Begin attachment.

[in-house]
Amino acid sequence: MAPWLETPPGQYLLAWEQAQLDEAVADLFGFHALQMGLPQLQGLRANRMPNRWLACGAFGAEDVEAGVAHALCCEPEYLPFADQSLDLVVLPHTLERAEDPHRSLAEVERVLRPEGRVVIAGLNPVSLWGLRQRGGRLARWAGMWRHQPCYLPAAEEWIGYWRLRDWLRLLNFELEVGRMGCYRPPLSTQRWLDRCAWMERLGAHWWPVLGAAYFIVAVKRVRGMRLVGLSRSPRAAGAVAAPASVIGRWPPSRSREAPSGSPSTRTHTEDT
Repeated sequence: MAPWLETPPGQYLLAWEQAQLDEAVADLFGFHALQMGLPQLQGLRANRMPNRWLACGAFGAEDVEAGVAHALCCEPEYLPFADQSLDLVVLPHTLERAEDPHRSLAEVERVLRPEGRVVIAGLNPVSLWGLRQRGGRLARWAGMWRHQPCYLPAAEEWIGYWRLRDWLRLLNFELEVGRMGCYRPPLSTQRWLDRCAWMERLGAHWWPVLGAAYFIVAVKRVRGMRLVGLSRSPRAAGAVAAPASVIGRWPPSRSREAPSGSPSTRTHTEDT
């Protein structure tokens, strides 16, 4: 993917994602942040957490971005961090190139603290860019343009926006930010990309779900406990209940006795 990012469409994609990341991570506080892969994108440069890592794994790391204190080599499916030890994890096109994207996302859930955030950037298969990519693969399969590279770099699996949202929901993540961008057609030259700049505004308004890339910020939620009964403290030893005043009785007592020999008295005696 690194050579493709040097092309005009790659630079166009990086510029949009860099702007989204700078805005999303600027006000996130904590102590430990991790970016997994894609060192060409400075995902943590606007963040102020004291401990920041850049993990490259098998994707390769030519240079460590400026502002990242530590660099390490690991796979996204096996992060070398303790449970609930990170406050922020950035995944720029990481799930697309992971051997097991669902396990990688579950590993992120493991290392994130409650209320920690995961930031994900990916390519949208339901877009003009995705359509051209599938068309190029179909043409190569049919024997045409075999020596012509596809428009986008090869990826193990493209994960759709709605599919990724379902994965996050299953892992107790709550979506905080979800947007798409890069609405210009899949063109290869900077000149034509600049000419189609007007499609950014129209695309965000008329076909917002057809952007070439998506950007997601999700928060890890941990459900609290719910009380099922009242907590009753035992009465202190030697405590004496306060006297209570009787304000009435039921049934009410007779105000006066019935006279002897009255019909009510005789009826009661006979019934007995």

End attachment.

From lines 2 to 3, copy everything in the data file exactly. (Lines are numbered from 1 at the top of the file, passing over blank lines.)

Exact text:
Amino acid sequence: MAPWLETPPGQYLLAWEQAQLDEAVADLFGFHALQMGLPQLQGLRANRMPNRWLACGAFGAEDVEAGVAHALCCEPEYLPFADQSLDLVVLPHTLERAEDPHRSLAEVERVLRPEGRVVIAGLNPVSLWGLRQRGGRLARWAGMWRHQPCYLPAAEEWIGYWRLRDWLRLLNFELEVGRMGCYRPPLSTQRWLDRCAWMERLGAHWWPVLGAAYFIVAVKRVRGMRLVGLSRSPRAAGAVAAPASVIGRWPPSRSREAPSGSPSTRTHTEDT
Repeated sequence: MAPWLETPPGQYLLAWEQAQLDEAVADLFGFHALQMGLPQLQGLRANRMPNRWLACGAFGAEDVEAGVAHALCCEPEYLPFADQSLDLVVLPHTLERAEDPHRSLAEVERVLRPEGRVVIAGLNPVSLWGLRQRGGRLARWAGMWRHQPCYLPAAEEWIGYWRLRDWLRLLNFELEVGRMGCYRPPLSTQRWLDRCAWMERLGAHWWPVLGAAYFIVAVKRVRGMRLVGLSRSPRAAGAVAAPASVIGRWPPSRSREAPSGSPSTRTHTEDT